We just went through, here at Grace Community School, we finished up the story of Ruth in the bible. I pointed out to the children this week, a lot of the bible stories that we do, they have major conflicts. There’s a lot of fighting, attacking the Philistines and the Israelites having to go to war against this people or that people, to defend their country, but the story of Ruth is a much more simpler tale.
It’s basically the story of a woman who came from a non-Christian society, from Midian, and she had to learn, and God had to sanctify her, to change her heart, help her to become one of God’s people, meaning she became saved. She learned the commandments, the rules that governed the people of Israel, and in the story, she receives the same things that we tell the kids everyday. Good things happen when you keep the commandments. The story of Ruth, more or less, is basically the story of a woman who became saved, became sanctified, learned to keep the commandments, kept the commandments well and was extraordinarily blessed because of this.
This is the same thing that we tell the children each and every day. They have to keep the commandments in order that good things will happen, in order that God will bless them. More than any of the other things that we teach the children here at Grace Community School and in our families, that most important fundamental is God has a law and we are required to keep it, and if we do keep it, God will bless us.
Jeremy Walker: One of the things that really touched on for me, and all those aspects of the importance of teaching education to these really young people, and we get to do it on a daily basis, so I think we kind of take it for granted sometimes when you’re getting up, and every single day you’re going in there and teaching these kids, and you’re getting to see the impact in their lives. One of the things we noticed that Pastor McIntyre mentioned a minute ago was that most Christians in particular, and when I was growing up, this was always stressed, was salvation all the time. Salvation, salvation, pray the prayer.
Nobody was teaching the children specifically how to live. It was only if you’ve prayed the prayer, then you’re headed on your way to heaven. Pastor McIntyre, in these two interviews, he was asked by Rushdoony about deferred gratification and one of the topics they were talking about was a child, if they were going to get in trouble. They couldn’t say, “Well you’re going to get in trouble in a week from now.” Children need something to happen immediately. Children need to have very limited goals whenever you’re teaching them that good things are going to happen when you obey your mom right now.
Negative things, or punishments are going to happen right now if you’re not going to do a good job. For young children … As they get older of course, they can handle longer term things, and yes, the concept of hell is more of an ultimate goal, but for children they don’t really understand it so much. Whenever we’re discussing these subjects and talking to kids in particular at schools, we teach them the law. We teach them what they’re supposed to do. One thing I’ve seen at our schools in particular is we don’t look for a profession of faith.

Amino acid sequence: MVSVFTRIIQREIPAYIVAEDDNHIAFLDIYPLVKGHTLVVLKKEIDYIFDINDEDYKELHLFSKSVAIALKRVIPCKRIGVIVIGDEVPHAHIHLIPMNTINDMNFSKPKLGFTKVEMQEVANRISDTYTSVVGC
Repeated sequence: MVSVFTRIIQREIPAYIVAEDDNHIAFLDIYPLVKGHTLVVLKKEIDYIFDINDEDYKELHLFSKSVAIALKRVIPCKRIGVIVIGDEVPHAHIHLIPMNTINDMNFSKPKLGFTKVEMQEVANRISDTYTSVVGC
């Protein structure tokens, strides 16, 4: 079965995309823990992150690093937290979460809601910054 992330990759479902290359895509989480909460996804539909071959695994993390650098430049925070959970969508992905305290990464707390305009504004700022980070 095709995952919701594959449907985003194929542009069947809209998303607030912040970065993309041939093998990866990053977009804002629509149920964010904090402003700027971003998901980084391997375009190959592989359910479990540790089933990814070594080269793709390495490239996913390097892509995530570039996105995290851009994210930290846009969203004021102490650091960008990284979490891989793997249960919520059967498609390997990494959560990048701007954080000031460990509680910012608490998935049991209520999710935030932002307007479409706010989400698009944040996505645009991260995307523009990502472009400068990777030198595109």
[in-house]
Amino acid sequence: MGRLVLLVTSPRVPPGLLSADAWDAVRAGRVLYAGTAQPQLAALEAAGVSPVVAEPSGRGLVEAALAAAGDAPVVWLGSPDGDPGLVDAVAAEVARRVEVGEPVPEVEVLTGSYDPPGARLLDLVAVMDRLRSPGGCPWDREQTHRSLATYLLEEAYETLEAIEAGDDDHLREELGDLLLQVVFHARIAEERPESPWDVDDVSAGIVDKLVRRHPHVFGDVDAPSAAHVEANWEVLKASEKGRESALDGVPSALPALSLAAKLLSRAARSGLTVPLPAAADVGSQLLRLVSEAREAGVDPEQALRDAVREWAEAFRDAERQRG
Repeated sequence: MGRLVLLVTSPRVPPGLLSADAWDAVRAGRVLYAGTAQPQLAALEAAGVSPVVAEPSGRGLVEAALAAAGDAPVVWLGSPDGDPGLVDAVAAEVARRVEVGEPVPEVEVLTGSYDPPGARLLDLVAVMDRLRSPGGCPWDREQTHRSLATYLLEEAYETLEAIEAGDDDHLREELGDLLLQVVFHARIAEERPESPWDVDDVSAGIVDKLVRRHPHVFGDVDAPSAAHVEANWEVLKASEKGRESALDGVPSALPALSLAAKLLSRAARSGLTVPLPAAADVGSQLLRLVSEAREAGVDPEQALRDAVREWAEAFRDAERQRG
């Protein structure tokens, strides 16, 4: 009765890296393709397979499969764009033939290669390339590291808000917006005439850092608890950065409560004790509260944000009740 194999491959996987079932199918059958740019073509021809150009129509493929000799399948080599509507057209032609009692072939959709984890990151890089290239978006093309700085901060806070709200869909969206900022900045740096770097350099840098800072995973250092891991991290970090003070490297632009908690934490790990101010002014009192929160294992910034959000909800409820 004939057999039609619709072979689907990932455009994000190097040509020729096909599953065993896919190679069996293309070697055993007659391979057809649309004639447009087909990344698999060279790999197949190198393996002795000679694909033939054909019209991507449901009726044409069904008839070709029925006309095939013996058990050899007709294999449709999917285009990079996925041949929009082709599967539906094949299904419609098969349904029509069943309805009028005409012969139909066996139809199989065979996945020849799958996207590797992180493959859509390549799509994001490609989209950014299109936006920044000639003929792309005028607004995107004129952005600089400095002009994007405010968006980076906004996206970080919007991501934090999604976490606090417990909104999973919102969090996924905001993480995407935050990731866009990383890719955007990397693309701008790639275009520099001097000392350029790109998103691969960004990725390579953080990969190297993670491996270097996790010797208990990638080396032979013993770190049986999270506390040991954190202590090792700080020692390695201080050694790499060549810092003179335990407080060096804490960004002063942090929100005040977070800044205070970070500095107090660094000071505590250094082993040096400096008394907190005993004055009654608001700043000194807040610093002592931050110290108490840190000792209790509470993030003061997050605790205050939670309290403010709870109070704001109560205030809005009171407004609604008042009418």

Pastor McIntyre was mentioning this in the two podcasts that we listened to originally with Rushdoony. What we look for is we teach the children to look for a changed life. Are they growing in the power to keep the commandments? Now you can’t teach this to children, you can’t teach this to people unless they know what the commandments are. I remember talking to somebody recently and they were asking me, what the tenants of Christianity and faith were. There are a lot of catechisms out there about Jesus and who he is and all the rest, but one of the things that the catechisms universally miss is something that 1 John and James really cover and that is the necessity for necessary works to follow. In other words, how a person lives.
Think 1 John, John mentions that if a person says he is a Christian or believes in Jesus but walks in darkness, he is a liar. And James kind of puts it, “Faith without works is dead.” But what are these works? What does it mean to walk in the light? This is what we’re talking about. The standard is God’s law, teaching this to children. This is how they can have assurance of faith. When somebody says, “Well I asked Jesus into my heart,” you would say well okay you did that, but what is your assurance of salvation?
I think this is one of the important aspects of the blessings of the law, is that not only does it bring you to Christ because you learned as a child or as an adult that no, I don’t keep those. I need a savior. But then once a person has accomplished or believes that they have been saved or asks for forgiveness of their sins, how are they supposed to live now? Of course as Pastor McIntyre just mentioned a minute ago, is that you will have a blessed life if you’re walking in the commandments.